Uber has shaken up the taxi industry both in Australia and abroad, with airports and government bodies struggling to keep up with regulations.
We thought we’d give you an overview of the Uber services and options at airports when travelling within Australia.
There are substantial cost savings of around 20-30% to be made when choosing an UberX over a taxi, with the more passengers riding obviously reducing the individual cost. Public transport usually still is the cheapest option for solo travellers, however.
Uber and the wider ridesharing industry are governed by state/territory-based legislation, so that is why there are discrepancies in access between cities.
What kind of Uber services are offered in Australia?
There are currently four types of Uber services you can request in Australia. From cheapest to most expensive, here they are:
- UberX: the low-cost option, with up to four seats in cars manufactured from 2000 onwards, e.g. Toyota Prius, Honda Accord
- UberBLACK: a step up from UberX, in registered premium black cars, e.g. BMW 5 Series, Jaguar XF
- UberSUV: up to six seats in a 4WD or minivan, e.g. Toyota Prado, Jeep Grand Cherokee
- UberLUX: roughly double the price of UberBLACK, the most expensive Uber service in luxury cars, e.g. Mercedes S-Class, Rolls Royce
Getting dropped off at the airport
As long as Uber operates in the city where the airport you are going to is, then there are no restrictions on passengers getting dropped off at Departures.
Having said that, Tasmania and the Northern Territory are the two states/territories in Australia which Uber is banned, so Uber is not an option for Hobart or Darwin Airports (or smaller airports such as Alice Springs or Launceston for that matter).
Getting picked up at the airport
After a rough start in NSW, Uber now enjoys its most liberal environment in Australia there, with Sydney Airport even having designated pick-up zones for ridesharing at T1 International and T2/T3 Domestic (from 19 July). Just follow the signs from Arrivals.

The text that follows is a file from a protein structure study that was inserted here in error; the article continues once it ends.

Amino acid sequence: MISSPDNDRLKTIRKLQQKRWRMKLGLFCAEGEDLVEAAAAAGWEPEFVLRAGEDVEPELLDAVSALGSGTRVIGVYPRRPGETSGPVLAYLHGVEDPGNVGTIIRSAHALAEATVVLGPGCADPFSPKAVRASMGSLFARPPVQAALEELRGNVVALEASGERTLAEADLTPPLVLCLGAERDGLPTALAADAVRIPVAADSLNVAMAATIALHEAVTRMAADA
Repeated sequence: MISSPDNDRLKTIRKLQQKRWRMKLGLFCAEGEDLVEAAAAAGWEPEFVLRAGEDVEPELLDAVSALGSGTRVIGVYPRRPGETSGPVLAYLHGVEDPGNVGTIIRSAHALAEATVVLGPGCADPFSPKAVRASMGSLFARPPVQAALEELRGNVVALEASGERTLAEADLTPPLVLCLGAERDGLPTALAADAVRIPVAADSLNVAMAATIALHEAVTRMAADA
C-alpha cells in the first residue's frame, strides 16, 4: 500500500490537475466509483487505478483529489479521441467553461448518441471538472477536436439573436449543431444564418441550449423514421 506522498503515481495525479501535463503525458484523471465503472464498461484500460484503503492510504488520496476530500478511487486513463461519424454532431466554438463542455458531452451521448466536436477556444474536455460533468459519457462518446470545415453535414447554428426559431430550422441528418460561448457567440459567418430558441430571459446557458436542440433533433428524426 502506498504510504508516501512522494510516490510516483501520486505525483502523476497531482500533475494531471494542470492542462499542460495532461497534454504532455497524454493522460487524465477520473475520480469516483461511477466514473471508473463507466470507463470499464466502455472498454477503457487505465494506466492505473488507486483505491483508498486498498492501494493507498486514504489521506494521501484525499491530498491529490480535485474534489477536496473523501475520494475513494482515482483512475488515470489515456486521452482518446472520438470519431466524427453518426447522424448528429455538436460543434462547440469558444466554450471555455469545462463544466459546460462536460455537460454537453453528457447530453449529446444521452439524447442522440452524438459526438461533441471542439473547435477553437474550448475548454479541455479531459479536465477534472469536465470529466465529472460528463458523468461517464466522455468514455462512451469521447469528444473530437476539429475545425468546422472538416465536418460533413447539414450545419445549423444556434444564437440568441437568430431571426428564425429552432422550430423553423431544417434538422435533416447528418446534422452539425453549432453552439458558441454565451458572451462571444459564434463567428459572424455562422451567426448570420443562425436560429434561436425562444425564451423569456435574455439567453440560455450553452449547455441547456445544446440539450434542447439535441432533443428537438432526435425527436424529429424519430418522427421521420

In the cost comparison below, public transport wins when a solo traveller is involved, but Uber becomes the cheapest option when 2-3+ travellers are using the service, with a taxi unsurprisingly the most expensive option.
|UberX||Taxi (average)||Public transport (with Opal card)|
|Sydney CBD||$30-38||$38||$16 (train)|
|Manly||$55-72||$82||$23 (train + ferry)|
Canberra Airport also has a nifty waiting lounge and a dedicated pick-up area for Uber on the other side, with a ride to the city centre costing $16-23.
Brisbane, Perth & Gold Coast
At these three airports, there are no designated pick-up zones for ridesharing, but rules allow for Uber to pick up from Arrivals.
Here are the average fares from the airport to the CBD:
- Brisbane: $23-31
- Perth: $25-34
- Gold Coast (to Surfers Paradise): $34-45
Melbourne & Adelaide
Melbourne Tullamarine and Adelaide Airports forbid UberXs from picking up passengers, with the more expensive UberBLACK allowed to operate as they are registered and licenced cars.
A ride from Tullamarine to the CBD will set you back $89-115, whilst a ride from Adelaide Airport to the CBD costs around $50.
UberX is allowed to operate from Avalon Airport, with a ride to Melbourne’s CBD priced at $63-74.
Earning points with rideshare and car booking services
Be sure to read our comparison guide for earning points with rideshare and car booking services to learn how you can earn Qantas Frequent Flyer and SPG points on Uber rides.
As the legislation environment surrounding the sharing economy is changing rapidly, please share in the comments if you are aware of any changes to the information in this article.